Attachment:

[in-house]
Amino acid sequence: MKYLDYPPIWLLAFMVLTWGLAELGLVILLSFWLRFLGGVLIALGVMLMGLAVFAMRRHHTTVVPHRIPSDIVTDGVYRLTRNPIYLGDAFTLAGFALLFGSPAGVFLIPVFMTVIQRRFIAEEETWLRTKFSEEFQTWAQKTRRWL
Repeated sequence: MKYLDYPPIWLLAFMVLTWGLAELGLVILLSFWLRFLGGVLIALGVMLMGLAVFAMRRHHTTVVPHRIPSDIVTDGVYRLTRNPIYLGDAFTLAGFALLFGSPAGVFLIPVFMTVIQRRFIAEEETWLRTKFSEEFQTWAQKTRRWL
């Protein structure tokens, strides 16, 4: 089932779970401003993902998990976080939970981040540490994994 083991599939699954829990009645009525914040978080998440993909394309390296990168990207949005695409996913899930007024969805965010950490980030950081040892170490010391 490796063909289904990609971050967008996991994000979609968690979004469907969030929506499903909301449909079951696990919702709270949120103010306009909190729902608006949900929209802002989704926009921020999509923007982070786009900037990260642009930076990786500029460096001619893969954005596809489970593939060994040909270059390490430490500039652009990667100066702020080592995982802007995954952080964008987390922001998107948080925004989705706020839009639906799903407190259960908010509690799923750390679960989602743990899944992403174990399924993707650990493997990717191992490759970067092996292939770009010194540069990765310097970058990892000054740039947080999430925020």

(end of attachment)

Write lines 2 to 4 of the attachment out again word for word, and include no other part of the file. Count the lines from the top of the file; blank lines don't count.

Amino acid sequence: MKYLDYPPIWLLAFMVLTWGLAELGLVILLSFWLRFLGGVLIALGVMLMGLAVFAMRRHHTTVVPHRIPSDIVTDGVYRLTRNPIYLGDAFTLAGFALLFGSPAGVFLIPVFMTVIQRRFIAEEETWLRTKFSEEFQTWAQKTRRWL
Repeated sequence: MKYLDYPPIWLLAFMVLTWGLAELGLVILLSFWLRFLGGVLIALGVMLMGLAVFAMRRHHTTVVPHRIPSDIVTDGVYRLTRNPIYLGDAFTLAGFALLFGSPAGVFLIPVFMTVIQRRFIAEEETWLRTKFSEEFQTWAQKTRRWL
């Protein structure tokens, strides 16, 4: 089932779970401003993902998990976080939970981040540490994994 083991599939699954829990009645009525914040978080998440993909394309390296990168990207949005695409996913899930007024969805965010950490980030950081040892170490010391 490796063909289904990609971050967008996991994000979609968690979004469907969030929506499903909301449909079951696990919702709270949120103010306009909190729902608006949900929209802002989704926009921020999509923007982070786009900037990260642009930076990786500029460096001619893969954005596809489970593939060994040909270059390490430490500039652009990667100066702020080592995982802007995954952080964008987390922001998107948080925004989705706020839009639906799903407190259960908010509690799923750390679960989602743990899944992403174990399924993707650990493997990717191992490759970067092996292939770009010194540069990765310097970058990892000054740039947080999430925020």